Tuesday, 30 January 2018

Historical Information Sources

This is a post I made on the Very British Civil Forum: ARBM War Room. 

It is quite amazing what stuff exists in the archives.

The 1933 Census was one of my primary documents for writing ARBM. I considered a Census in the year I was writing about a lucky coincidence. (Shelldrake generously posted the link to the PDF. 1933 Census He has made a number of interesting posts recently that are well worth reading. VBCForum: ARBM War Room )

The Australian and State yearbooks are particularly interesting if you want to know everything from population distribution to exports and imports for an area. Here is the link to the 1934 Yearbook. 1934 Australian Yearbook. From here you can also get access to the state's yearbooks, except for SA and TAS who didn't produce them till more recently.

If you want to uncover information about the various factions, and probably discover more, then a trawl of the Australian archives provides a vast amount of material collected by the Attorney Generals Department: Investigations Branch and the organisations they morphed into. (The Commonwealth Security Service in 1941 and later Australian Security Intelligence Organisation, aka ASIO in 1949) The files hold official correspondence, surveillance reports, newspaper clippings, etc. Some of which is still redacted, more due to the files being scans of the original paper file rather than being classified. These files provided an insight into the numerous factions that existed at the time and were my primary source for factions presented in ARBM. With the exception of the ARC, which I created, all the factions presented really existed and many were under active surveillance.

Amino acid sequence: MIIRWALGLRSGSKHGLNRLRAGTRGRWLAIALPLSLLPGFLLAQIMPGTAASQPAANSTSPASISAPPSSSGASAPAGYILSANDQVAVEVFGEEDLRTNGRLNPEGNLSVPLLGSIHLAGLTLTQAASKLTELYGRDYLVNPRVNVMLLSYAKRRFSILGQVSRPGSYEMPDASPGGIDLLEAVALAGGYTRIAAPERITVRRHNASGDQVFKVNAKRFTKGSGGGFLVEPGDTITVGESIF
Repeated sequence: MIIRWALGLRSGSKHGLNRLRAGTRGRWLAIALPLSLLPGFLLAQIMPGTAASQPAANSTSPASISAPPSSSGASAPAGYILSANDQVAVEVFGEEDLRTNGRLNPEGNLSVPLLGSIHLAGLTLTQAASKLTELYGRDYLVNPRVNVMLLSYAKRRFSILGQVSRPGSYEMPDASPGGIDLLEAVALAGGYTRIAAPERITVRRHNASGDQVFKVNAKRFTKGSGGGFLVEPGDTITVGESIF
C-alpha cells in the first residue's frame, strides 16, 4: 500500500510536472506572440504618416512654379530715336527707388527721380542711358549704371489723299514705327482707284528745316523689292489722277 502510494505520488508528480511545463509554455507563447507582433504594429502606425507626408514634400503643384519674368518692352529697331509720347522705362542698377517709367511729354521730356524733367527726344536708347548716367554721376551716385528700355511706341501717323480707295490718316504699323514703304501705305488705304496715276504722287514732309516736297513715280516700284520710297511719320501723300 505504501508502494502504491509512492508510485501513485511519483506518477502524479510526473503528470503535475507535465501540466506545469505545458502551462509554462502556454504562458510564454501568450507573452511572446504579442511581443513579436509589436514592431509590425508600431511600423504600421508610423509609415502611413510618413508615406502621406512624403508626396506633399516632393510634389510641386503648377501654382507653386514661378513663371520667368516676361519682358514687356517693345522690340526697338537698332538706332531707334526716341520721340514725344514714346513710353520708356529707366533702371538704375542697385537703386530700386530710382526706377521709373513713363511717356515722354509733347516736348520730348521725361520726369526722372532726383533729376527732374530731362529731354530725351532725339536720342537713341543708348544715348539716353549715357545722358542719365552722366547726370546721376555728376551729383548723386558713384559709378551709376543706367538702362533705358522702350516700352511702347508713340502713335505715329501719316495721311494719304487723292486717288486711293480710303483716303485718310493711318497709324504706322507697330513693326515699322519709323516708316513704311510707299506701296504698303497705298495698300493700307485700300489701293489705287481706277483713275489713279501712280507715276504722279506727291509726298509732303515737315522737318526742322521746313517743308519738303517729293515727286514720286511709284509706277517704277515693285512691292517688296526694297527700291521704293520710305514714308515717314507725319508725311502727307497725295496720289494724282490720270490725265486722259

Here is the link to the National Archive: National Archives of Australia  If you start by searching on a faction from the book you are interested in you should find something. The New Guard and CPA (Communist Party of Australia) information is voluminous and will provide many nuggets.

The Newspaper archives are also useful if you know what you are looking for. I generally use Trove at the National Library of Australia.  Trove


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